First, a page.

November 8, 2010
Will Medicare Part D Pay for Pradaxa, the New Coumadin Alternative?
Product photo from Boehringer Ingelheim website press release
In it’s short life-span, Pradaxa has already turned the world of cardiology news upside down. Boehringer Ingelheim has brought us the first good Coumadin alternative in 50 years, but they have yet to get it officially on the Medicare Part D list.
What To Do When You Have Heart Disease Blog has covered the topic of Pradaxa (dabigatran) extensively over the past month since the FDA voted to approve this history-changing alternative to Coumadin. Patients with atrial fibrillation can now take Pradaxa 150mg twice a day to significantly reduce their risk of stroke. According to the Pradaxa website, over 2.3 million Americans have atrial fibrillation and having this rhythm disturbance makes a person five times more likely to have a stroke.
Ever since the 1950’s Coumadin has been given to patients with atrial fibrillation because it significantly reduces clotting events such as stroke. One trial (AFFIRM) even reported that patients taking Coumadin had a 69% lower risk of stroke. Now the new drug Pradaxa has a large trial (RE-LY) showing that Pradaxa prevents 35% more strokes than Coumadin!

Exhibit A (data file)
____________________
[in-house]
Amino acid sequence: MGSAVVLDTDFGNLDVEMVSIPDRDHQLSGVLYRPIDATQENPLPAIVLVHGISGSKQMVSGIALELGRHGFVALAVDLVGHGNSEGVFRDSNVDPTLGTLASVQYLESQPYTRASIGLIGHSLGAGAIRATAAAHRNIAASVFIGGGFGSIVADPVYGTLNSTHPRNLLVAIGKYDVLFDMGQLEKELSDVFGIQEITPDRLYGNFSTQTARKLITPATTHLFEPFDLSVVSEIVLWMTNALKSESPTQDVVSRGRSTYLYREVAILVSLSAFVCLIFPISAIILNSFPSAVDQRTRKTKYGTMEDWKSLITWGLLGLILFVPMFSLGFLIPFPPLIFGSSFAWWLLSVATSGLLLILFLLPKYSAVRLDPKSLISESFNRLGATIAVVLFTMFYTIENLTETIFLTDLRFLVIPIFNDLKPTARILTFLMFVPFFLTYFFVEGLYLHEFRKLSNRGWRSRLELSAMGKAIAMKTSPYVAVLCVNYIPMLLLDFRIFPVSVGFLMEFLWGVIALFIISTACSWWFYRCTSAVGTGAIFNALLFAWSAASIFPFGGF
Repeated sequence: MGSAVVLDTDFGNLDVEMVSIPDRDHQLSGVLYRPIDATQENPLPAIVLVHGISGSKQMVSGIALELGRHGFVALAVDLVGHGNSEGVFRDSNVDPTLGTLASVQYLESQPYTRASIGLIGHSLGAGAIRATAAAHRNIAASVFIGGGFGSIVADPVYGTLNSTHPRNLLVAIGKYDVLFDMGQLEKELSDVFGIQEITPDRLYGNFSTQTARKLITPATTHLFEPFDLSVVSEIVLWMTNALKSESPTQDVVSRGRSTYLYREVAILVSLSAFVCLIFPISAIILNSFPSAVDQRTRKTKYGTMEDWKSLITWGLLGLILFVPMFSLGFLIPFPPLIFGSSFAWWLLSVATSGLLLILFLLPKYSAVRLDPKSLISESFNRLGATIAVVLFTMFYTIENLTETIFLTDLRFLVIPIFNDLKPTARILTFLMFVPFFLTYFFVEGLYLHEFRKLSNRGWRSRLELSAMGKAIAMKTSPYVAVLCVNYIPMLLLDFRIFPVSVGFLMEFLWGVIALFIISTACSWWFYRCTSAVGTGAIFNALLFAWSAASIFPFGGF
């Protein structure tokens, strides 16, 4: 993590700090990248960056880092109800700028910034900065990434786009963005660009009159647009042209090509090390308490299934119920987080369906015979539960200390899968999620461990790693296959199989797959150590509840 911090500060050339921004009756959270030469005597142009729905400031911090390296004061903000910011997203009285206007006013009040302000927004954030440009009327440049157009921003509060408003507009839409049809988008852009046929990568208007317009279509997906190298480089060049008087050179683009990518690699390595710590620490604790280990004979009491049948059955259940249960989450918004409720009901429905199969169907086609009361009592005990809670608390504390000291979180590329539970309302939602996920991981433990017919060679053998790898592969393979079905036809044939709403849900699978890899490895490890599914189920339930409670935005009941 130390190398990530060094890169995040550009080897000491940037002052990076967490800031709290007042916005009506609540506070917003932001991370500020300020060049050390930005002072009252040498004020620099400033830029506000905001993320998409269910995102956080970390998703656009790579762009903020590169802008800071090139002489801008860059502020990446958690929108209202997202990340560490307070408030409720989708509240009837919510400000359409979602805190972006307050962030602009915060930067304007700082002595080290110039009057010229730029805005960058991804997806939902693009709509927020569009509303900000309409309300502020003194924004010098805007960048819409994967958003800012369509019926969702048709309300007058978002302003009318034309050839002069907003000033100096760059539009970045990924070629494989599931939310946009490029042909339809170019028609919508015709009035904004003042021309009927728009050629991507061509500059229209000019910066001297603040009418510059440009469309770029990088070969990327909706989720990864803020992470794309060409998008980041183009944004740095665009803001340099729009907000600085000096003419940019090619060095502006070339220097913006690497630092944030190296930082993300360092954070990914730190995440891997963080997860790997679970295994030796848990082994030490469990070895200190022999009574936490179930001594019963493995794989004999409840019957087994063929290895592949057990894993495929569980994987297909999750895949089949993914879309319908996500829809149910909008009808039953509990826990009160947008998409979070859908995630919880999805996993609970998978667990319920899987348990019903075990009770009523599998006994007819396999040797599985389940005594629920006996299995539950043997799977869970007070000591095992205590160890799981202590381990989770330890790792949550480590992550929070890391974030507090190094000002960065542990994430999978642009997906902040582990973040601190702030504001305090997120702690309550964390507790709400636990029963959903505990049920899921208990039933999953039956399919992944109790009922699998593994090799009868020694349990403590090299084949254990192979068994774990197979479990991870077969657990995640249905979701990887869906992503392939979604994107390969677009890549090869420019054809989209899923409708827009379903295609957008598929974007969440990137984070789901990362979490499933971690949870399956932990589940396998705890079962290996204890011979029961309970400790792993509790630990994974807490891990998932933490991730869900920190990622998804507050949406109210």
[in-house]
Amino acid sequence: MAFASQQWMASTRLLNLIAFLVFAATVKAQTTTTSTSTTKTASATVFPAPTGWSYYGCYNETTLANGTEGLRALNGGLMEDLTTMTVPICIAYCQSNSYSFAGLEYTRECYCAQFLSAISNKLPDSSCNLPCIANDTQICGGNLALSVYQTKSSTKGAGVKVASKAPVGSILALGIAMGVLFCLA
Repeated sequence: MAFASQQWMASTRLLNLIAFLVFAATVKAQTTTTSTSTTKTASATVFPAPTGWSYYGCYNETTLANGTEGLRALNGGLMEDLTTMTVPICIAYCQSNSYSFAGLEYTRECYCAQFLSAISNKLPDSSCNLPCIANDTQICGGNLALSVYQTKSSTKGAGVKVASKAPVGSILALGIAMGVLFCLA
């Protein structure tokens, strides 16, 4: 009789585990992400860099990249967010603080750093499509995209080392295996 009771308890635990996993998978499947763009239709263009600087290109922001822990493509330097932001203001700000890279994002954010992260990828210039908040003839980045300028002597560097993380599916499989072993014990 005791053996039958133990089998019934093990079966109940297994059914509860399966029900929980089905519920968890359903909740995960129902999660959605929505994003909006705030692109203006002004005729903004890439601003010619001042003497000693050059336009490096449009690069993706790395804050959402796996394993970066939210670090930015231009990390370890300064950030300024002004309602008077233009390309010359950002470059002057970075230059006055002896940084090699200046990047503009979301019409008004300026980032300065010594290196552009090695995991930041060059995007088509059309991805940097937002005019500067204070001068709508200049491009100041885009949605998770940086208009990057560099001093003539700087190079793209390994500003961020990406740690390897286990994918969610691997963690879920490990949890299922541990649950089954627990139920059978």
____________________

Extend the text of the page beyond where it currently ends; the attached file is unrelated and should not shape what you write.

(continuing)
So far, the choice between Pradaxa and Coumadin is a no-brainer. Pradaxa prevents more strokes and is way less hassle. Unlike Coumadin, Pradaxa does not require monitoring or dose-changes. Pradaxa is not affected by foods or other drugs. Quite frankly, the Coumadin regimen was just too complex for some patients to handle…and it carried some very significant risks of bleeding and hemorrhage!
When Will Medicare Pay For Pradaxa?
Now that Pradaxa is finally here to rescue heart patients from the clutches of Coumadin, will they be able to afford it? Out of pocket costs can be about $250 per month. With prescription coverage (most companies will consider it a “non-preferred drug” right now) the cost can go down to $40 per month. As of January, 2011, Pradaxa is NOT listed as a covered drug under Medicare Part D. That means that patients who use Medicare Part D will have to pay out-of-pocket if they switch from Coumadin to Pradaxa. For the retired community relying on Medicare, $250 per month could mean missing a few meals!
There have been some reports of Boehringer Ingelheim working on getting Medicare Part D approval for Pradaxa. Pradaxa is still not listed in the Medicare database (Medicare Drug Database) today but it may be too soon after it’s FDA approval for the Medicare website to be updated. Even after calling the main Medicare number though, they confirmed that Pradaxa is not being covered. I am certain that many Medicare patients will be basing their decision to switch to Pradaxa on cost so hopefully Part D adds it soon! Check here for updates posted in the future.